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FAQs

Frequently Asked Questions

Pediatric Vaccination

Vaccinations protect your child against serious diseases by stimulating the immune system to create antibodies against certain bacteria or viruses. Vaccinating your child will keep him or her safe.

Unvaccinated children are capable of spreading the disease to other children, even those who have been vaccinated since no vaccine is 100% protective.

Vaccines have minimized or eliminated outbreaks of certain diseases that were once lethal to large numbers of people, including measles and polio in the U.S and smallpox worldwide. But because the bacteria and viruses that cause diseases still exist, the public health gains can only be maintained by ensuring that vaccination rates remain high enough to prevent outbreaks.

Shots protect your child from more than 15 serious, and sometimes deadly, diseases. Some of these diseases are listed below:

  • Hepatitis B
  • Rotavirus
  • Diphtheria
  • Tetanus (lockjaw)
  • Pertussis (whooping cough)
  • Haemophilus Influenzaetype b (Hib)
  • Pneumococcal
  • Polio
  • Influenza (flu)
  • Measles
  • Mumps
  • Rubella (German measles)
  • Varicella (chickenpox)
  • Hepatitis A
  • Meningococcal

Maybe. If unimmunized kids are exposed to any of these diseases, there’s a good chance they’ll get the disease. What happens then depends on the child and the disease. At the least, some kids could get a mild rash and have to stay home from child care or school for a few days. On the other hand, some kids may become sick enough to be hospitalized, suffer a permanent disability, or die.

Those diseases are highly contagious and can be transmitted through body fluids, saliva particles in the air or even contaminated food and drinks.

While a few of these diseases have virtually disappeared because of vaccination, outbreaks of measles and whooping cough still occur in Canada. Even if some diseases do completely disappear in Canada, they are still common in other parts of the world and are just a plane ride away. If we stop vaccinating against these diseases, many more people will become infected.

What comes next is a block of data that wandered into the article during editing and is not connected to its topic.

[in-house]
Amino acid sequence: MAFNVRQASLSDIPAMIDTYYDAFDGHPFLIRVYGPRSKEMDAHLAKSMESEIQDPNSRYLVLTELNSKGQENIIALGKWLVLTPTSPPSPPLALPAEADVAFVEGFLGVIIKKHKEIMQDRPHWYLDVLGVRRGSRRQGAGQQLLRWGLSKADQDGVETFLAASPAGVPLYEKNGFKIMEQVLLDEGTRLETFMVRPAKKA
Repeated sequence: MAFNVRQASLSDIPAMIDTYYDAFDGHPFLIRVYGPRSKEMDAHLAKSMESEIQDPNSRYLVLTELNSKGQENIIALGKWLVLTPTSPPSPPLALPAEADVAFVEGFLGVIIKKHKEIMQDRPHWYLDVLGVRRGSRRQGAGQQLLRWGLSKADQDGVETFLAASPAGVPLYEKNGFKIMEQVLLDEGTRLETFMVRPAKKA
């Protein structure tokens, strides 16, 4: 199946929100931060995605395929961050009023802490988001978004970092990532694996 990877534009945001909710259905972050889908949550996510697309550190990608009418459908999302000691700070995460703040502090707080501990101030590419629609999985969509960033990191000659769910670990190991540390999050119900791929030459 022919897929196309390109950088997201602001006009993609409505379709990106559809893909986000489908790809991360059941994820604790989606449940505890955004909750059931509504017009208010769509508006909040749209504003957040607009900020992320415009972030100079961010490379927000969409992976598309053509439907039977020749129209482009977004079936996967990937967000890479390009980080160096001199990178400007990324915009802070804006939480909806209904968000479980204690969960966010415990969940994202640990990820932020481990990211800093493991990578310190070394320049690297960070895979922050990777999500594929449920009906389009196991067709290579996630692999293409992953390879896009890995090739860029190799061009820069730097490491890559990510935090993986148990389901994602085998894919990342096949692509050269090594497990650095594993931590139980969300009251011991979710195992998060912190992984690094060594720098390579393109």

No. Breastfeeding offers only temporary immunity against some minor infections like colds, but it is not an effective means of protecting a child from the specific diseases prevented by vaccines. Likewise, vitamins won’t protect against the bacteria and viruses that cause these serious diseases. Chiropractic remedies, naturopathy, and homeopathy are totally ineffective in preventing vaccine-preventable diseases.

No. Newborn babies often have immunity to some diseases because they have antibodies from their mothers (called maternal antibodies). However, maternal antibody immunity is only temporary and may not occur at all if the mother does not have immunity herself.

Yes. Despite the known benefits of breastfeeding, such as enhanced protection against some colds, ear infections, and diarrhea, breastfeeding does not prevent vaccine-preventable diseases. Unlike vaccines, breastfeeding does not stimulate the immunization of your baby.

Vaccines are among the safest medical products available, and scientists are working to make sure they are made even safer. Every vaccine undergoes extensive testing before being licensed, and vaccine safety continues to be monitored as long as a vaccine is in use.

Most side effects from vaccination are minor, such as soreness where the injection was given or a low-grade fever. These side effects do not last long and are treatable.

Serious reactions are very rare. The tiny risk of a serious reaction from a vaccination has to be weighed against the very real risk of getting a dangerous vaccine-preventable disease or suffering complications from it.

Yes. Your child can still get vaccinated if he or she has a mild illness or is taking antibiotics

At least five visits are needed before age two to complete the vaccines calendar established by the province of Quebec. Most requires two or more doses of vaccine for the best protection.